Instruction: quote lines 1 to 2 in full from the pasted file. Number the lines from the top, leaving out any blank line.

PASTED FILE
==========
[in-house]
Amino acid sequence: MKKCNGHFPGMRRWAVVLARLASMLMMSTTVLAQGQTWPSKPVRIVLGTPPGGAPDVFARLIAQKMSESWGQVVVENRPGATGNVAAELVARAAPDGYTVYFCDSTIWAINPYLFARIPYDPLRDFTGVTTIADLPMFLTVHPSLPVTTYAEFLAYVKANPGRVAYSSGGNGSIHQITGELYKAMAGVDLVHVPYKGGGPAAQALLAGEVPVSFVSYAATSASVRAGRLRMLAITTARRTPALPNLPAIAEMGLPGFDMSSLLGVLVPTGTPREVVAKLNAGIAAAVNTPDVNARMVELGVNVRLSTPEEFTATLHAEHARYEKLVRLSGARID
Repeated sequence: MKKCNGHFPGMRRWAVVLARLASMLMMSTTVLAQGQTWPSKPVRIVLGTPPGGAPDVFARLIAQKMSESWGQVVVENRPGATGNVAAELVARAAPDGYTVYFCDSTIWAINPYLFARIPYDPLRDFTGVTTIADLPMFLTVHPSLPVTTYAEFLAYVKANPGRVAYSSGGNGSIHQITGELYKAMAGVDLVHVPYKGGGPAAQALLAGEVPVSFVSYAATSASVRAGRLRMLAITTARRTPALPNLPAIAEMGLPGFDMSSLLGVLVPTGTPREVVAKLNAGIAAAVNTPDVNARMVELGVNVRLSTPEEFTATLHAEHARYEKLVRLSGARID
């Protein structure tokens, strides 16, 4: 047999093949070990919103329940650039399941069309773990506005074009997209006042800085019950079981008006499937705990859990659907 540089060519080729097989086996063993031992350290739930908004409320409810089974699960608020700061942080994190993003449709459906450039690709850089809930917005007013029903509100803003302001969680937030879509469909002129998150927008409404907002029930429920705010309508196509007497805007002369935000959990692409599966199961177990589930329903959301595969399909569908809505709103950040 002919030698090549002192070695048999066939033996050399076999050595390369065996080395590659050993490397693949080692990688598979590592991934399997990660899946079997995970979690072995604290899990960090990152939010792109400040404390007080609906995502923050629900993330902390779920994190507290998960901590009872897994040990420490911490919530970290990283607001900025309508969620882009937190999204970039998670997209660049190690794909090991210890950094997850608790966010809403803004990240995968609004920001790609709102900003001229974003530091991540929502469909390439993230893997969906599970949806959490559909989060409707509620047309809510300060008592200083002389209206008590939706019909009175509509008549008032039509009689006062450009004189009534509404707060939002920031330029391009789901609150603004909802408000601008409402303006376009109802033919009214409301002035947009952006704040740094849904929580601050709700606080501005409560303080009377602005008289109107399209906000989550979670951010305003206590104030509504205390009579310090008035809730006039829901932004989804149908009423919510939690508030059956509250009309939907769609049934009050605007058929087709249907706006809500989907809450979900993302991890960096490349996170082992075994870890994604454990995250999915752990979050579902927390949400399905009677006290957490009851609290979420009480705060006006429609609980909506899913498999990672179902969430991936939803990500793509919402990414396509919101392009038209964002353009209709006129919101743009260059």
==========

[in-house]
Amino acid sequence: MKKCNGHFPGMRRWAVVLARLASMLMMSTTVLAQGQTWPSKPVRIVLGTPPGGAPDVFARLIAQKMSESWGQVVVENRPGATGNVAAELVARAAPDGYTVYFCDSTIWAINPYLFARIPYDPLRDFTGVTTIADLPMFLTVHPSLPVTTYAEFLAYVKANPGRVAYSSGGNGSIHQITGELYKAMAGVDLVHVPYKGGGPAAQALLAGEVPVSFVSYAATSASVRAGRLRMLAITTARRTPALPNLPAIAEMGLPGFDMSSLLGVLVPTGTPREVVAKLNAGIAAAVNTPDVNARMVELGVNVRLSTPEEFTATLHAEHARYEKLVRLSGARID